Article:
Jan. 22, 2019 5:47 p.m.

    Normally, I wouldn't recommend ever negotiating with someone willing to use unpaid federal workers as leverage to get their way, but in this instance I think Congresswoman/Speaker Pelosi *should* make the following counter-offer to Trump, in the form of an omnibus bill:

    * The DREAM Act.
    * A seven-year extension of the Temporary Protected Status (TPS) program, to include recently expired countries.
    * $2.7 billion for unspecified border border security (DHS discretion).
    * $1.5 billion for humanitarian crisis aid at the U.S.-Mexico border.
    * $1.0 billion for drug detection technologies at ports of entry.
    * 2,950 more border agents and other law enforcement officials.
    * 100 new immigration judge teams to alleviate the immigration-court backlog.
    * Future automatic enactment of a CR at 105% of the previous funding level upon lapse of government funding due to failure to pass and/or sign into law government funding legislation (to ensure that shutdowns can't be used in the future for negotiation leverage).

  • SG in SLC Salt Lake City, UT
    Jan. 22, 2019 5:42 p.m.

    Let's be clear here: President Trump's proposal isn't anything close to an actual "third way". It really boils down to the fact that Trump was losing the public opinion battle over the shutdown. 50-55% of folks were blaming Trump for the shutdown versus 30-35% who were blaming congressional Democrats. Trump was desperate to move the needle and shift public opinion more in his favor, but needed to not really concede anything, to save face with his base, so he made an offer that doesn't sound too bad out of context, but that is, in effect, the same as the status quo.

    While Trump's strategy is probably not having the desired effect to the magnitude he would hope, moderates' sympathy for the unpaid federal workers may be shifting some of them from primarily blaming Trump to "A pox on both their houses!" position, though some of the congressional Democrat blamers may be shifting that way, too. Probably the only real "win" Trump gets from his proposal is the perception by some that the ball is now in Pelosi's court and that she whiffed at it with her "No deal!" response.

  • 2 bits Cottonwood Heights, UT
    Jan. 22, 2019 3:50 p.m.

    @Fred44
    RE: "2 bits, Why didn't the President push the congress when he had Republican majorities in Senate and the House?"...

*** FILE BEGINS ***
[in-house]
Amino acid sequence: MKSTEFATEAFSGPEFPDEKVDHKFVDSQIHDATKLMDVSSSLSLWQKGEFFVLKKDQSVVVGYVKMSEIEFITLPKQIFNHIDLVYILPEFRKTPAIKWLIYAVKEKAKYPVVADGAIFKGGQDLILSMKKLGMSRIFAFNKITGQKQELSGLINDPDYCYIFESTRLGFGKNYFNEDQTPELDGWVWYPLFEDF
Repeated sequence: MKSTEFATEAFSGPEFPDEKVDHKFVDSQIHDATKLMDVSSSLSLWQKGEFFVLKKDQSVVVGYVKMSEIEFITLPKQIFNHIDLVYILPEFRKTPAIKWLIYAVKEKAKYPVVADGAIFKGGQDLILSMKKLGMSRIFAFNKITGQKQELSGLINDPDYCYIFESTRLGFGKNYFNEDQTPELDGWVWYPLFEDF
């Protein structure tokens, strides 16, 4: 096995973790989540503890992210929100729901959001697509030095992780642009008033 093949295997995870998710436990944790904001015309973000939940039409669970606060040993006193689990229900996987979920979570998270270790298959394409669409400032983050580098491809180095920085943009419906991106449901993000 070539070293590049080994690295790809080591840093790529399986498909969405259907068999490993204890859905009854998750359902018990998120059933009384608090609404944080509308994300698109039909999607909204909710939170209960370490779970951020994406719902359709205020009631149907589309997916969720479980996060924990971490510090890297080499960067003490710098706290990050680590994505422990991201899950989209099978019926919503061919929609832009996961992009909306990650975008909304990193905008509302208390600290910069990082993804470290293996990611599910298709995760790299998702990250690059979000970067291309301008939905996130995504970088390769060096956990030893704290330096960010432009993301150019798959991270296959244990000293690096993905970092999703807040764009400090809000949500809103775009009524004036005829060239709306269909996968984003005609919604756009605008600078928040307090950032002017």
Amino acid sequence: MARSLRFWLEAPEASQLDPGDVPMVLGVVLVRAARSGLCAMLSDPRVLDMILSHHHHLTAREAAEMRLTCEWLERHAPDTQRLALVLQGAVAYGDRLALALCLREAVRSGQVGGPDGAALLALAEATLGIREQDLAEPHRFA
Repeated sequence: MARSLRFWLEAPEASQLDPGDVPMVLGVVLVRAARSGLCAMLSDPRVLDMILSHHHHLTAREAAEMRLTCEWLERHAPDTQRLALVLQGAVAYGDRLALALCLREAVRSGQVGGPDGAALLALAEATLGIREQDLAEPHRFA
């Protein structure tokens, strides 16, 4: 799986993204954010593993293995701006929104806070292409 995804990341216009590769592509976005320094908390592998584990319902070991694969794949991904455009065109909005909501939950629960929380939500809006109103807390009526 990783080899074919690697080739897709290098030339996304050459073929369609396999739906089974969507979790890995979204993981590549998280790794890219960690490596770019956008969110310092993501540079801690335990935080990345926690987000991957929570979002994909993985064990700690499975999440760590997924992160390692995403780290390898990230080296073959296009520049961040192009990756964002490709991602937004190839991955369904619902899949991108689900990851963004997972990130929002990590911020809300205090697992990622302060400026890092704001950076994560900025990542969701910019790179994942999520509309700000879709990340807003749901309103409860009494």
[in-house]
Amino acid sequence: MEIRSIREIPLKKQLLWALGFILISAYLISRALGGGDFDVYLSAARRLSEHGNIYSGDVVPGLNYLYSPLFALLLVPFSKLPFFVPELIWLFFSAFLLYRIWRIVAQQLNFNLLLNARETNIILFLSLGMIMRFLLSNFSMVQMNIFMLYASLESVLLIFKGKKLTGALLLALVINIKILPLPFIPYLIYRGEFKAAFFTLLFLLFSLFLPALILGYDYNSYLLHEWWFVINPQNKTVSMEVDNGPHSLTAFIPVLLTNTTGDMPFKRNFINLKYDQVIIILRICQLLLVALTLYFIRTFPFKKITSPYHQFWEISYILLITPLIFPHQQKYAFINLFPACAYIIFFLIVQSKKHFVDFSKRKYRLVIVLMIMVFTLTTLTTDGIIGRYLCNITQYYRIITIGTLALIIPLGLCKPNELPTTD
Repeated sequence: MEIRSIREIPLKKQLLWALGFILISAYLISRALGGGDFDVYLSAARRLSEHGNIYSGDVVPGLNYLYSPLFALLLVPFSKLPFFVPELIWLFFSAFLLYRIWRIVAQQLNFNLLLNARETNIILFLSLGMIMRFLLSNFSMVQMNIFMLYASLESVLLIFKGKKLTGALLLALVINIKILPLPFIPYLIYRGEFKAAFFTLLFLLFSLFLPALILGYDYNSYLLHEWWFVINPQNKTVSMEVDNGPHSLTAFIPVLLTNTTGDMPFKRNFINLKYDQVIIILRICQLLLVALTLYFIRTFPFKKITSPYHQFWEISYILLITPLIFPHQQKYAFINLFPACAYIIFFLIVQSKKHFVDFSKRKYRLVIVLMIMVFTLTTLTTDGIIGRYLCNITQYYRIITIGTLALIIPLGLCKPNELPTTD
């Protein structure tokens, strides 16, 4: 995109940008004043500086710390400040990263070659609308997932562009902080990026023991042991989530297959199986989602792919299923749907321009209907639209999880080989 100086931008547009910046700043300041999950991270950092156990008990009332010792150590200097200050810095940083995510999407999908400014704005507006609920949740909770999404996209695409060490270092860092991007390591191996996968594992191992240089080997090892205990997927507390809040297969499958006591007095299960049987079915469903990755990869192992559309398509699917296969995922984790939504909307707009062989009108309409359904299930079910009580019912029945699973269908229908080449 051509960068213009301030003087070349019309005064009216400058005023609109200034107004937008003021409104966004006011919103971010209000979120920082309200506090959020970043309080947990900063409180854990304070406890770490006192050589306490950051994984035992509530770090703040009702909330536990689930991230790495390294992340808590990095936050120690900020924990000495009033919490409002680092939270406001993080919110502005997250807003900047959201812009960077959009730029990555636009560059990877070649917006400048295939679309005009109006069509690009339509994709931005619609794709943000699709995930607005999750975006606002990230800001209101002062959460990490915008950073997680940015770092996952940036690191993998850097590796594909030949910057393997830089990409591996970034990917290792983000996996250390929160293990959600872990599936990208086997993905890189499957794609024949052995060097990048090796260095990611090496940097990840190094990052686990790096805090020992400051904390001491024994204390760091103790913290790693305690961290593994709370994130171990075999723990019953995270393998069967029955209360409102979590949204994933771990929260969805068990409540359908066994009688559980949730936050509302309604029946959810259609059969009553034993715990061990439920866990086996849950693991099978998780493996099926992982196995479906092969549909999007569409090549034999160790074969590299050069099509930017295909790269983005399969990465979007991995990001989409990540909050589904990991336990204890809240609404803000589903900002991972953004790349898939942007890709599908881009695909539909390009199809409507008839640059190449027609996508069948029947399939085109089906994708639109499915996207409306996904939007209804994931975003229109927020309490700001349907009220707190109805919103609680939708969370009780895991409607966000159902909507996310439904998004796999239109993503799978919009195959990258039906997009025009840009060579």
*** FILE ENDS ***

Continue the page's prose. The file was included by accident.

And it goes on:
---
    Because like I've said 100 times... Our politicians don't do anything until it's a crisis.

    They don't get serious about a budget until we run out of money.

    They don't get serious about extending our debt limit until we exceed it.

    They won't get serious about reforming SS until it's bankrupt.

    They won't get serious about GW without a crisis.

    They only talk about gun laws when there's a crisis.

    When there's no crisis they just talk and pose for the cameras, and work on making the other side look bad and re-election.

    They don't do anything without a crisis. It wasn't seen as a Crisis until the shutdown actually happened

    ==

    It's on McConnell, but Democrats haven't passed any bills to open government. The House passed several budgets in 2018, but it was majority R then. Ds haven't passed anything or even negotiated since their stance became open before we will even talk to you.

    IMO The House and Senate need to learn to get along and vote on each other's bills if we are to have a government that does anything. Before things become a crisis.

  • Fred44 Salt Lake City, Utah
    Jan. 22, 2019 2:39 p.m.

    2 bits,

    Why is this all of sudden a crisis? Why didn't the President push the congress when he had Republican majorities in Senate and the House? If it is a crisis, why did the President pull the troops off the border?

    Pretty sure you know as well as anyone that the President verbally agreed to a CR until Rush, Sean and Ann vetoed that agreement. I think we should be honest about how we got here.